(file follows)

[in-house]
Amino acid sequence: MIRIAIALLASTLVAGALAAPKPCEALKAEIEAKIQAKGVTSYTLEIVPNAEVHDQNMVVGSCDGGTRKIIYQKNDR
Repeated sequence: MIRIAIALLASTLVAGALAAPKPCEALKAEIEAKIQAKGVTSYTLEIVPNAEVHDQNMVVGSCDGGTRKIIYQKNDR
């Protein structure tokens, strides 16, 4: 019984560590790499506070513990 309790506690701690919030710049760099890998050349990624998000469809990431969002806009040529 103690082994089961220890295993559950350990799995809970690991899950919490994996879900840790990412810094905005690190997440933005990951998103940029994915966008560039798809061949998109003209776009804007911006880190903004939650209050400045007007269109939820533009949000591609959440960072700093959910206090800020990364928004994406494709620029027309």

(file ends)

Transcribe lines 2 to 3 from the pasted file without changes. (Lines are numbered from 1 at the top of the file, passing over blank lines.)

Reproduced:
Amino acid sequence: MIRIAIALLASTLVAGALAAPKPCEALKAEIEAKIQAKGVTSYTLEIVPNAEVHDQNMVVGSCDGGTRKIIYQKNDR
Repeated sequence: MIRIAIALLASTLVAGALAAPKPCEALKAEIEAKIQAKGVTSYTLEIVPNAEVHDQNMVVGSCDGGTRKIIYQKNDR